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‘Super Blood Wolf Moon’ tonight; how to watch it

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New Delhi, Jan 20: Stargazers are in for a treat as skies are set for a series of celestial events on Sunday evening, including total lunar eclipse, super blood Moon and a "Wolf Moon" or Super Blood Wolf Moon.

It is a super blood Moon - "super" because the Moon will be closest to Earth in its orbit during the full Moon and "blood" because the total lunar eclipse will turn the Moon a reddish hue.

‘Super Blood Wolf Moon’ tonight; how to watch it

The moon, Earth and sun will line up this weekend for the only total lunar eclipse this year and next. At the same time, the moon will be ever so closer to Earth and appear slightly bigger and brighter than usual a supermoon.

Lunar Eclipse 2019: A 'Super Blood Wolf Moon' is coming, here's how to catch it

The whole eclipse starts on January 20 night or early on Monday, depending on location , and will take about three hours.

It begins with the partial phase around 10-34 p.m. EST on January 20. That's when Earth's shadow will begin to nip at the moon. Totality when Earth's shadow completely blankets the moon will last 62 minutes, beginning at 11-41 p.m. EST on Sunday.

During totality, the moon will look red because of sunlight scattering off Earth's atmosphere. That's why an eclipsed moon is sometimes known as a blood moon. In January, the full moon is also sometimes known as the wolf moon or great spirit moon.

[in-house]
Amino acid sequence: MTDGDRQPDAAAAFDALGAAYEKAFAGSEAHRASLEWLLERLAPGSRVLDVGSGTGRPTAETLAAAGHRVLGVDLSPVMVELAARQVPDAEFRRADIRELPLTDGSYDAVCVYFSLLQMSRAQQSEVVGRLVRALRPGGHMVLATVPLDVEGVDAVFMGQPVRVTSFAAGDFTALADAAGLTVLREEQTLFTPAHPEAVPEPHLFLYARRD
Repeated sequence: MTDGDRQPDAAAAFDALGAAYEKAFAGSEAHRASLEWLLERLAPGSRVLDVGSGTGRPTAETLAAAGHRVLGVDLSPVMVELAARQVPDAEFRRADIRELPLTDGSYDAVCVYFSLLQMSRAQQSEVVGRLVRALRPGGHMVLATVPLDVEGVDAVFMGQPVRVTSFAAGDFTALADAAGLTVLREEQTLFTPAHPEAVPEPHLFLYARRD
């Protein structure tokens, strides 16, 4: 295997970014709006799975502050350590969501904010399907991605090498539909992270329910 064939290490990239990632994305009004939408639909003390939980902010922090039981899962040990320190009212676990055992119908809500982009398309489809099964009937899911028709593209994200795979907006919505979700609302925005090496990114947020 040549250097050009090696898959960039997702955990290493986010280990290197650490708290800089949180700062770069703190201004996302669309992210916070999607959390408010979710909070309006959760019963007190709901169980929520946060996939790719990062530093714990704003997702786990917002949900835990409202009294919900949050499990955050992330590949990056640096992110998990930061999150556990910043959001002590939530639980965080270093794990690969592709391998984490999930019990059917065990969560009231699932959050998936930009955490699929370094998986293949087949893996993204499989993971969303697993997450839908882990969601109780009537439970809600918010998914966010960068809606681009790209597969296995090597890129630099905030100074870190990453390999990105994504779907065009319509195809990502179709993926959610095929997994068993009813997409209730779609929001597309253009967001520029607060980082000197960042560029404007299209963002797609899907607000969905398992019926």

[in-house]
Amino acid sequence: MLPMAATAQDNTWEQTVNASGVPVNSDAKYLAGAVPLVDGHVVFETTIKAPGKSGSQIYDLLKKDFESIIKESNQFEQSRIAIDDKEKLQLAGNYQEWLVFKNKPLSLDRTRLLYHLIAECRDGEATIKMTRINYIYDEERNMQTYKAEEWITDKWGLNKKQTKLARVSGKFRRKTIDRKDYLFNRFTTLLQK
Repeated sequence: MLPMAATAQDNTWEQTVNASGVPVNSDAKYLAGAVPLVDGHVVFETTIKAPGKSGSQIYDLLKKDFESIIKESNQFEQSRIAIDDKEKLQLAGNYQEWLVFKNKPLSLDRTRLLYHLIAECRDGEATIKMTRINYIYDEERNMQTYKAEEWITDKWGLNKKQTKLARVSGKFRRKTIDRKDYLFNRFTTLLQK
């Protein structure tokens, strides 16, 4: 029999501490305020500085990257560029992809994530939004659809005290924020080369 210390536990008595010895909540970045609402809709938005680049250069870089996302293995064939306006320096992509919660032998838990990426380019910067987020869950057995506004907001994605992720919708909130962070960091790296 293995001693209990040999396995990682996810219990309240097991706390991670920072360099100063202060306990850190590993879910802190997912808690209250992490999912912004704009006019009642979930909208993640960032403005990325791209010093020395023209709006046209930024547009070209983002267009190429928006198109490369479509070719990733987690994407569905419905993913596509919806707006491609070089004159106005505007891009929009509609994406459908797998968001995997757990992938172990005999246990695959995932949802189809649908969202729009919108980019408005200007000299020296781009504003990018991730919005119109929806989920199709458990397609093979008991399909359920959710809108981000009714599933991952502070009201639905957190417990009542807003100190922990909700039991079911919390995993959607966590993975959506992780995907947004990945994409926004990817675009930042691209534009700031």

So informally speaking, the upcoming lunar eclipse will be a super blood wolf or great spirit moon.

The next total lunar eclipse won't be until May 2021.

As for full-moon supermoons, this will be the first of three this year. The upcoming supermoon will be about 222,000 miles (357,300 kilometres) away. The Feb. 19 supermoon will be a bit closer and the one on March 20 will be the farthest.

How to see Super Blood Wolf Moon:

January will mark the first lunar eclipse of 2019 on 20th and this will also be the last total lunar eclipse until 2021.

"We're going into this unusual lull in total lunar eclipses over the next couple of years," Tom Kerss, an astronomer from the Royal Observatory Greenwich told the Guardian.

So, if the skies are clear, you can spend a lovely night stargazing.

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